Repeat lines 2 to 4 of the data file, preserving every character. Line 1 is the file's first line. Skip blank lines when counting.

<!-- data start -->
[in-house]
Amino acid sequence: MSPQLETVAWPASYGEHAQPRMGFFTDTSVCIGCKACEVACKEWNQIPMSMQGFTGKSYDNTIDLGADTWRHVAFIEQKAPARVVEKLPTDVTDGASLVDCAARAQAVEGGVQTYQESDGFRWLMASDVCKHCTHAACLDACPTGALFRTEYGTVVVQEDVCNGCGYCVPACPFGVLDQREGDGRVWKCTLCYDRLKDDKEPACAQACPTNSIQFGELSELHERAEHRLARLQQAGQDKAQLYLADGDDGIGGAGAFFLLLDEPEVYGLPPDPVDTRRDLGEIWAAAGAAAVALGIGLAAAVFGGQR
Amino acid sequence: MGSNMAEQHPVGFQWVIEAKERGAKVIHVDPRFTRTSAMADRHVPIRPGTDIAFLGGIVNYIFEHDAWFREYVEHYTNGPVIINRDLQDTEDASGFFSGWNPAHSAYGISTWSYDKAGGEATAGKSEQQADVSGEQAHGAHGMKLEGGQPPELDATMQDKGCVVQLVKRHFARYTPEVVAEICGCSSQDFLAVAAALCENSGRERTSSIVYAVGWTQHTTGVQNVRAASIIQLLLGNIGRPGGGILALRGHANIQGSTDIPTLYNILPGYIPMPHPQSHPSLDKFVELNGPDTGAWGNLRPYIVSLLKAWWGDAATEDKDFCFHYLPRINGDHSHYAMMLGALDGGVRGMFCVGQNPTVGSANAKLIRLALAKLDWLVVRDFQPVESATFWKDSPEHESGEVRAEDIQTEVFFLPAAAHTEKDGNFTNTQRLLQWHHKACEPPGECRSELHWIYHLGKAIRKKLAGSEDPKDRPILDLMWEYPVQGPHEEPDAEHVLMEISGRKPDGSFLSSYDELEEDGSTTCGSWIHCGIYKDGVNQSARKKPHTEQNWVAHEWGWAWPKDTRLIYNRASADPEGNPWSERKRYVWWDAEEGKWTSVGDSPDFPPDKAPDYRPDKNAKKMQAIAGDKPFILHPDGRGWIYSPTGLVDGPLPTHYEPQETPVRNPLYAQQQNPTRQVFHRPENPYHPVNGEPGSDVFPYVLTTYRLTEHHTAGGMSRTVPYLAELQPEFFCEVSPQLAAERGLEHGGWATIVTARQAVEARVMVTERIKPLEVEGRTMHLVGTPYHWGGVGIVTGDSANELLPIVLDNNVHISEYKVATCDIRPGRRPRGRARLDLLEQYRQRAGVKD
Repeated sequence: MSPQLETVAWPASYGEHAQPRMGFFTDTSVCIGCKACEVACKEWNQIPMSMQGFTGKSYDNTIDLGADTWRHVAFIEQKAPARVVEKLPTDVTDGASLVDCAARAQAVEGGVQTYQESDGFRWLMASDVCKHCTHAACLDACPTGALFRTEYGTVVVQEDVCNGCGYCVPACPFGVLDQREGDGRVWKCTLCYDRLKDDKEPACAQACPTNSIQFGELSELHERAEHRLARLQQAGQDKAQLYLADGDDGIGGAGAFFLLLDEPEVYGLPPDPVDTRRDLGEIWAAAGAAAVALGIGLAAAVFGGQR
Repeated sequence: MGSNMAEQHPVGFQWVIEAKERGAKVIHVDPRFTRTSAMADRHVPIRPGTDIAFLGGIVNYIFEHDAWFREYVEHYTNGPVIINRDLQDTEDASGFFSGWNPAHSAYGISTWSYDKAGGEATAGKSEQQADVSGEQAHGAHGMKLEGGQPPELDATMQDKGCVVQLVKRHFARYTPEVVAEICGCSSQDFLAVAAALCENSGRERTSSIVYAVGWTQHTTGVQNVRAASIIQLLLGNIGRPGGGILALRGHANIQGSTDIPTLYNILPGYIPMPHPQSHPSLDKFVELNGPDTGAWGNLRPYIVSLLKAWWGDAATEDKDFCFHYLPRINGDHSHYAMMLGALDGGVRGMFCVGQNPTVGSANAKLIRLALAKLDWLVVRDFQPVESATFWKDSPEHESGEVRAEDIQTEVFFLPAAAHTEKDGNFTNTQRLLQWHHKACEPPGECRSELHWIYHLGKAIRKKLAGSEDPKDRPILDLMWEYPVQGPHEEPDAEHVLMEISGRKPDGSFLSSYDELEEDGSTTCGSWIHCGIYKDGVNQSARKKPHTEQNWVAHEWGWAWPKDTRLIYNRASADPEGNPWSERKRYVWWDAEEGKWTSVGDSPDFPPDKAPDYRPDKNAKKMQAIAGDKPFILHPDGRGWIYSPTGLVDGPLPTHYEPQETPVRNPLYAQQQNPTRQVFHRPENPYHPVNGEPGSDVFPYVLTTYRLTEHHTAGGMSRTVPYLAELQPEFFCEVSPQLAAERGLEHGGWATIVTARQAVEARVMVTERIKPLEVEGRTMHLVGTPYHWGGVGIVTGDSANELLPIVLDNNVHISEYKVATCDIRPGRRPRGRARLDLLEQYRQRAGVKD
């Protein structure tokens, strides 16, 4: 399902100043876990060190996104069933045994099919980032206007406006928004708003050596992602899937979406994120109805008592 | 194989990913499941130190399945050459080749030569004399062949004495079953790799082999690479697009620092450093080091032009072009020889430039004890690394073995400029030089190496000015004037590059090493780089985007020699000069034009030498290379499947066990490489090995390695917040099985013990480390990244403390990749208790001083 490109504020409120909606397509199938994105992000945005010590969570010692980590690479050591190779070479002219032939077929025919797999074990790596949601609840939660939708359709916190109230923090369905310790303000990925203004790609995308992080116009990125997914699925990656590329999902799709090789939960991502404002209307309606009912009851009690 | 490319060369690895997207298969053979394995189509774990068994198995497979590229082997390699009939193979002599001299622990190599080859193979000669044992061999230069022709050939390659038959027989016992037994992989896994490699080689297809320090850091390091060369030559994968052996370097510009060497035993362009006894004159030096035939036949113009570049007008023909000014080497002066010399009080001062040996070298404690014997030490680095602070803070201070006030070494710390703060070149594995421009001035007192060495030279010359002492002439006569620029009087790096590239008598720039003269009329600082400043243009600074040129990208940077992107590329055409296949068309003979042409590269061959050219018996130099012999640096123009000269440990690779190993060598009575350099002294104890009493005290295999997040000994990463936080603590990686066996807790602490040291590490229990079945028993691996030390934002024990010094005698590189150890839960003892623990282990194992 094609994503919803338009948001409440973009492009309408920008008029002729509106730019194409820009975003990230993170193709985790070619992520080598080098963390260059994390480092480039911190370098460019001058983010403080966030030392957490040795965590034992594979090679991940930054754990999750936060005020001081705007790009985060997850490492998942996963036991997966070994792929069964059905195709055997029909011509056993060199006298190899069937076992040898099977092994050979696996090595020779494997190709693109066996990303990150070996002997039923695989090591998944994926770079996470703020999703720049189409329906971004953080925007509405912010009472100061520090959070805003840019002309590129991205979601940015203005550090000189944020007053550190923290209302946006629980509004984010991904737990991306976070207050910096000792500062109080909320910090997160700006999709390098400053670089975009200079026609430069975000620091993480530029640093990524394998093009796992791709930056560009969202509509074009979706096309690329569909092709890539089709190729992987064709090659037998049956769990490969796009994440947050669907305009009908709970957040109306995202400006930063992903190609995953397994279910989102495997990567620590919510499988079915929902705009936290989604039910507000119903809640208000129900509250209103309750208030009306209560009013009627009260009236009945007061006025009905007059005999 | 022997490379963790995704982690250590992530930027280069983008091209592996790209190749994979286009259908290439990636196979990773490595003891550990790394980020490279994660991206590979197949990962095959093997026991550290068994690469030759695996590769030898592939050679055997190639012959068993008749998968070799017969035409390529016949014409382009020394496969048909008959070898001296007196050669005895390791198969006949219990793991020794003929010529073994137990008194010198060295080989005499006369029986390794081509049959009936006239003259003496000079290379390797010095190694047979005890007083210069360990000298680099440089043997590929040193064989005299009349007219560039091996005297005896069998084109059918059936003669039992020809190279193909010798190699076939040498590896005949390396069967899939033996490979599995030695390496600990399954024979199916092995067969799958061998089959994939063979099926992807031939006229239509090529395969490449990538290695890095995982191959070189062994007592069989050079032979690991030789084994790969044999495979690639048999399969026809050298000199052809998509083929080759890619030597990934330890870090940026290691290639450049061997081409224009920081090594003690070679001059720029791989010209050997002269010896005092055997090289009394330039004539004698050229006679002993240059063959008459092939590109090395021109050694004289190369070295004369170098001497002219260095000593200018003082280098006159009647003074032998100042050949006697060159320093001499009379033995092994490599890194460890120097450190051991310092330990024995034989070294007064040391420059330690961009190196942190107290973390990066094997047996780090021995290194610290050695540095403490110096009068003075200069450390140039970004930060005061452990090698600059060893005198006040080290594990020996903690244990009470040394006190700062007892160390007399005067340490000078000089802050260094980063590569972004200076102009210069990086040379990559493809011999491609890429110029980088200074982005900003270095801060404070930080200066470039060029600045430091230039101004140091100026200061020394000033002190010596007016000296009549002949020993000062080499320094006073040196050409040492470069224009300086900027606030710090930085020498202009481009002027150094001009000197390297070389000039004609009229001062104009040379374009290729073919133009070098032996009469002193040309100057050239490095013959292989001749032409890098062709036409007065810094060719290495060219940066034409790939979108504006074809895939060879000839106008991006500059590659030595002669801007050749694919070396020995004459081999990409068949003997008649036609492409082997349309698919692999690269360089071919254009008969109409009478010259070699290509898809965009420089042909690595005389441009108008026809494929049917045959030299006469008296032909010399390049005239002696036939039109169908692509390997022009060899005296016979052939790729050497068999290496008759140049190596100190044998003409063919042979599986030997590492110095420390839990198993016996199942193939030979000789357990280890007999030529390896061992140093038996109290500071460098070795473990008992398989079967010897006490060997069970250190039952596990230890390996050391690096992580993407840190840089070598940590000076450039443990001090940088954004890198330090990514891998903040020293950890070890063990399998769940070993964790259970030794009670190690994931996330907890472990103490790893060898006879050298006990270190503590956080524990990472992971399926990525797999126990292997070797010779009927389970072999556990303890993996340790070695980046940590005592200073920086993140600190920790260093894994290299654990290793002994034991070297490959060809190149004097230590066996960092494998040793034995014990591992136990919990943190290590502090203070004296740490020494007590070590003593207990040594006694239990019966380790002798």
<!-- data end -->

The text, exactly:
Amino acid sequence: MSPQLETVAWPASYGEHAQPRMGFFTDTSVCIGCKACEVACKEWNQIPMSMQGFTGKSYDNTIDLGADTWRHVAFIEQKAPARVVEKLPTDVTDGASLVDCAARAQAVEGGVQTYQESDGFRWLMASDVCKHCTHAACLDACPTGALFRTEYGTVVVQEDVCNGCGYCVPACPFGVLDQREGDGRVWKCTLCYDRLKDDKEPACAQACPTNSIQFGELSELHERAEHRLARLQQAGQDKAQLYLADGDDGIGGAGAFFLLLDEPEVYGLPPDPVDTRRDLGEIWAAAGAAAVALGIGLAAAVFGGQR
Amino acid sequence: MGSNMAEQHPVGFQWVIEAKERGAKVIHVDPRFTRTSAMADRHVPIRPGTDIAFLGGIVNYIFEHDAWFREYVEHYTNGPVIINRDLQDTEDASGFFSGWNPAHSAYGISTWSYDKAGGEATAGKSEQQADVSGEQAHGAHGMKLEGGQPPELDATMQDKGCVVQLVKRHFARYTPEVVAEICGCSSQDFLAVAAALCENSGRERTSSIVYAVGWTQHTTGVQNVRAASIIQLLLGNIGRPGGGILALRGHANIQGSTDIPTLYNILPGYIPMPHPQSHPSLDKFVELNGPDTGAWGNLRPYIVSLLKAWWGDAATEDKDFCFHYLPRINGDHSHYAMMLGALDGGVRGMFCVGQNPTVGSANAKLIRLALAKLDWLVVRDFQPVESATFWKDSPEHESGEVRAEDIQTEVFFLPAAAHTEKDGNFTNTQRLLQWHHKACEPPGECRSELHWIYHLGKAIRKKLAGSEDPKDRPILDLMWEYPVQGPHEEPDAEHVLMEISGRKPDGSFLSSYDELEEDGSTTCGSWIHCGIYKDGVNQSARKKPHTEQNWVAHEWGWAWPKDTRLIYNRASADPEGNPWSERKRYVWWDAEEGKWTSVGDSPDFPPDKAPDYRPDKNAKKMQAIAGDKPFILHPDGRGWIYSPTGLVDGPLPTHYEPQETPVRNPLYAQQQNPTRQVFHRPENPYHPVNGEPGSDVFPYVLTTYRLTEHHTAGGMSRTVPYLAELQPEFFCEVSPQLAAERGLEHGGWATIVTARQAVEARVMVTERIKPLEVEGRTMHLVGTPYHWGGVGIVTGDSANELLPIVLDNNVHISEYKVATCDIRPGRRPRGRARLDLLEQYRQRAGVKD
Repeated sequence: MSPQLETVAWPASYGEHAQPRMGFFTDTSVCIGCKACEVACKEWNQIPMSMQGFTGKSYDNTIDLGADTWRHVAFIEQKAPARVVEKLPTDVTDGASLVDCAARAQAVEGGVQTYQESDGFRWLMASDVCKHCTHAACLDACPTGALFRTEYGTVVVQEDVCNGCGYCVPACPFGVLDQREGDGRVWKCTLCYDRLKDDKEPACAQACPTNSIQFGELSELHERAEHRLARLQQAGQDKAQLYLADGDDGIGGAGAFFLLLDEPEVYGLPPDPVDTRRDLGEIWAAAGAAAVALGIGLAAAVFGGQR